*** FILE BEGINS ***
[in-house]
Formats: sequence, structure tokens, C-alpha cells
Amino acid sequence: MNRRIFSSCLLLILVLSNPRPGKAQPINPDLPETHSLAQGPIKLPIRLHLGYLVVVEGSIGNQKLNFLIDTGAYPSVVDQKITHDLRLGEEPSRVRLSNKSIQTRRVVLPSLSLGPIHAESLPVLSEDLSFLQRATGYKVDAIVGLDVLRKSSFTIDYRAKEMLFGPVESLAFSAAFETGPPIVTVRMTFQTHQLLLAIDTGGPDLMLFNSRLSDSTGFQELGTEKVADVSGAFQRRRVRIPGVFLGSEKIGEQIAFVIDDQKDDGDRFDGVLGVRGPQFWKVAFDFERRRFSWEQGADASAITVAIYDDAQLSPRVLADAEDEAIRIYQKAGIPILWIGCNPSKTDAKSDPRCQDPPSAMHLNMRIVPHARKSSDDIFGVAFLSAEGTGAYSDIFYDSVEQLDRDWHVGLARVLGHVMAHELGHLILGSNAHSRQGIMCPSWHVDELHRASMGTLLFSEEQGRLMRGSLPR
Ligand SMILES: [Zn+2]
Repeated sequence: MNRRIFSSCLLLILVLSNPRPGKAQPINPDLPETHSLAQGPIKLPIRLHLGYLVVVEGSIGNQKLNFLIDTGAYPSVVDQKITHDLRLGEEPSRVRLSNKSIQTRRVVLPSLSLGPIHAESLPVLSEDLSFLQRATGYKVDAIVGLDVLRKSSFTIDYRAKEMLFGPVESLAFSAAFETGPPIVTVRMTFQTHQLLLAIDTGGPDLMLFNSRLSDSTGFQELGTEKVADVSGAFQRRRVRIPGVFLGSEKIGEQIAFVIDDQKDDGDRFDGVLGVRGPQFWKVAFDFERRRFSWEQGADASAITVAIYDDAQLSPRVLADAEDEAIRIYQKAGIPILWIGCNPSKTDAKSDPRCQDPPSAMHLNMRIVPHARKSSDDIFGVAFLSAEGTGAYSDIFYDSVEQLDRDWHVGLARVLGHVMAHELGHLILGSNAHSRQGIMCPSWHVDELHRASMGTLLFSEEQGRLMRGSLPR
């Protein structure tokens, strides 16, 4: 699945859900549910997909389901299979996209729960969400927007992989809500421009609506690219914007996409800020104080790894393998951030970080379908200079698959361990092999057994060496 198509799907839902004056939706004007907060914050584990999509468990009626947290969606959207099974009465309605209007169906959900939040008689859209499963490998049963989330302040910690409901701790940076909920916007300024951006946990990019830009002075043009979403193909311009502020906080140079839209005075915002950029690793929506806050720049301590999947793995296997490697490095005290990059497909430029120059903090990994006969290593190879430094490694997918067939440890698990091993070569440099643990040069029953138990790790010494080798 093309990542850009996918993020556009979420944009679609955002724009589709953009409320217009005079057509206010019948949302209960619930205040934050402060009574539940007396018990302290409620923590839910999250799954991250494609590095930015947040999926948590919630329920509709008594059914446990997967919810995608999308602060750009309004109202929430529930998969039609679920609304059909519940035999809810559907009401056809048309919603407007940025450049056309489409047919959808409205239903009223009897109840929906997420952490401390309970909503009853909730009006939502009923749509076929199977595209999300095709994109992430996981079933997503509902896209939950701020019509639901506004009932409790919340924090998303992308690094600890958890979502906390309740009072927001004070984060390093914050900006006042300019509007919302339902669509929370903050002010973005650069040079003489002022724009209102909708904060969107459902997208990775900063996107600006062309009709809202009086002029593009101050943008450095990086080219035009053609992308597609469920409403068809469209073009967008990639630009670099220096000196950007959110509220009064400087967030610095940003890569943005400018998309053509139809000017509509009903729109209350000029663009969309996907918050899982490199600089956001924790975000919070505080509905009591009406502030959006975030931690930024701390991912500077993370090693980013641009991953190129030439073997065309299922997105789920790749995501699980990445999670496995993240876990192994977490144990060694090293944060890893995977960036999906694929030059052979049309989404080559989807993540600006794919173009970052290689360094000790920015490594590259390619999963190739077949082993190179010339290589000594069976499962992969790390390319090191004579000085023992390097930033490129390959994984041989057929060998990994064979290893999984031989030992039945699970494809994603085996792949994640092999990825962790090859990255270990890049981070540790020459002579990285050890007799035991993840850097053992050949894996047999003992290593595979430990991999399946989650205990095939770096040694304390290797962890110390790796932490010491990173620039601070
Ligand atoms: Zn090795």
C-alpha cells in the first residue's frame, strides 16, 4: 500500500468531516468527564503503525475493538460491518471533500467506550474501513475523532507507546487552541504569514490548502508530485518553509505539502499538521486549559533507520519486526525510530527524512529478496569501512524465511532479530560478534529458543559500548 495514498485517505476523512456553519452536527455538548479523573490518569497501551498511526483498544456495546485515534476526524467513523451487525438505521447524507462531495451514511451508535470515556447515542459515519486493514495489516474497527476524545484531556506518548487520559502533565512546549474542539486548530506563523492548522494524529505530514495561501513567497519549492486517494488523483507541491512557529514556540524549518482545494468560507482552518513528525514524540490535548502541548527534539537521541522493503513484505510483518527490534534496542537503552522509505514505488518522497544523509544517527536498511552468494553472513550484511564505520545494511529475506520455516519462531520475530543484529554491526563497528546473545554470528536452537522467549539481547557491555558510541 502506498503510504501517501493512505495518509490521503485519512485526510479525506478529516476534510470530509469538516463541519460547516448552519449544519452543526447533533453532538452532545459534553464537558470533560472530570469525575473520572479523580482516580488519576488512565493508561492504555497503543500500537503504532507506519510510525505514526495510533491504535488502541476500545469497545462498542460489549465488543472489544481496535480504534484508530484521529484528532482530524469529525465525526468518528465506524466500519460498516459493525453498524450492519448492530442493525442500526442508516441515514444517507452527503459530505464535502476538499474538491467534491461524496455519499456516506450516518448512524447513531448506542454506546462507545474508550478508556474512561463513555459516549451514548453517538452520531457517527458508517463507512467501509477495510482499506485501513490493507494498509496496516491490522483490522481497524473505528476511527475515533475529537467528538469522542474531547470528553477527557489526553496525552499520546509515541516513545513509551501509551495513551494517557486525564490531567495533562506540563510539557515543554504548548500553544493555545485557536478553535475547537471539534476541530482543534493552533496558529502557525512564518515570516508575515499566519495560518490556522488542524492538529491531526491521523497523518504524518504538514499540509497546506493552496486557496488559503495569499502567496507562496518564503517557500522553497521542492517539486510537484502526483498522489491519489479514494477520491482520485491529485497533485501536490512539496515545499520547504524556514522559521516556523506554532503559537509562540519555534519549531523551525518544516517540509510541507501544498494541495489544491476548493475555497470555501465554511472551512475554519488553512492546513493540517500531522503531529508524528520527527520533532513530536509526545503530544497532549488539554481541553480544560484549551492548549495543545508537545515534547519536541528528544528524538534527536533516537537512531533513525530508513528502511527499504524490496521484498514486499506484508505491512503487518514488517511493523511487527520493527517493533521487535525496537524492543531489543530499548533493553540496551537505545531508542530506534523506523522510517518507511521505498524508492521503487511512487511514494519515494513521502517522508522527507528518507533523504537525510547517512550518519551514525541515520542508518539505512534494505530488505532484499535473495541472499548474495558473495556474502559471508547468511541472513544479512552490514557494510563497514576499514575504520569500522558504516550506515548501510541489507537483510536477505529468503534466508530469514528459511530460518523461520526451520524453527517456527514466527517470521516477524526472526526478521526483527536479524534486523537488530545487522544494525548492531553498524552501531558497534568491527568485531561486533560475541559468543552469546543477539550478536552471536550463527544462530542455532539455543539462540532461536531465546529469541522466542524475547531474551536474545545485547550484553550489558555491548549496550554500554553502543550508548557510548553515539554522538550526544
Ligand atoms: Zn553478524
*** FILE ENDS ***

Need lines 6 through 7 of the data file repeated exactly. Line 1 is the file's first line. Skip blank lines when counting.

């Protein structure tokens, strides 16, 4: 699945859900549910997909389901299979996209729960969400927007992989809500421009609506690219914007996409800020104080790894393998951030970080379908200079698959361990092999057994060496 198509799907839902004056939706004007907060914050584990999509468990009626947290969606959207099974009465309605209007169906959900939040008689859209499963490998049963989330302040910690409901701790940076909920916007300024951006946990990019830009002075043009979403193909311009502020906080140079839209005075915002950029690793929506806050720049301590999947793995296997490697490095005290990059497909430029120059903090990994006969290593190879430094490694997918067939440890698990091993070569440099643990040069029953138990790790010494080798 093309990542850009996918993020556009979420944009679609955002724009589709953009409320217009005079057509206010019948949302209960619930205040934050402060009574539940007396018990302290409620923590839910999250799954991250494609590095930015947040999926948590919630329920509709008594059914446990997967919810995608999308602060750009309004109202929430529930998969039609679920609304059909519940035999809810559907009401056809048309919603407007940025450049056309489409047919959808409205239903009223009897109840929906997420952490401390309970909503009853909730009006939502009923749509076929199977595209999300095709994109992430996981079933997503509902896209939950701020019509639901506004009932409790919340924090998303992308690094600890958890979502906390309740009072927001004070984060390093914050900006006042300019509007919302339902669509929370903050002010973005650069040079003489002022724009209102909708904060969107459902997208990775900063996107600006062309009709809202009086002029593009101050943008450095990086080219035009053609992308597609469920409403068809469209073009967008990639630009670099220096000196950007959110509220009064400087967030610095940003890569943005400018998309053509139809000017509509009903729109209350000029663009969309996907918050899982490199600089956001924790975000919070505080509905009591009406502030959006975030931690930024701390991912500077993370090693980013641009991953190129030439073997065309299922997105789920790749995501699980990445999670496995993240876990192994977490144990060694090293944060890893995977960036999906694929030059052979049309989404080559989807993540600006794919173009970052290689360094000790920015490594590259390619999963190739077949082993190179010339290589000594069976499962992969790390390319090191004579000085023992390097930033490129390959994984041989057929060998990994064979290893999984031989030992039945699970494809994603085996792949994640092999990825962790090859990255270990890049981070540790020459002579990285050890007799035991993840850097053992050949894996047999003992290593595979430990991999399946989650205990095939770096040694304390290797962890110390790796932490010491990173620039601070
Ligand atoms: Zn090795």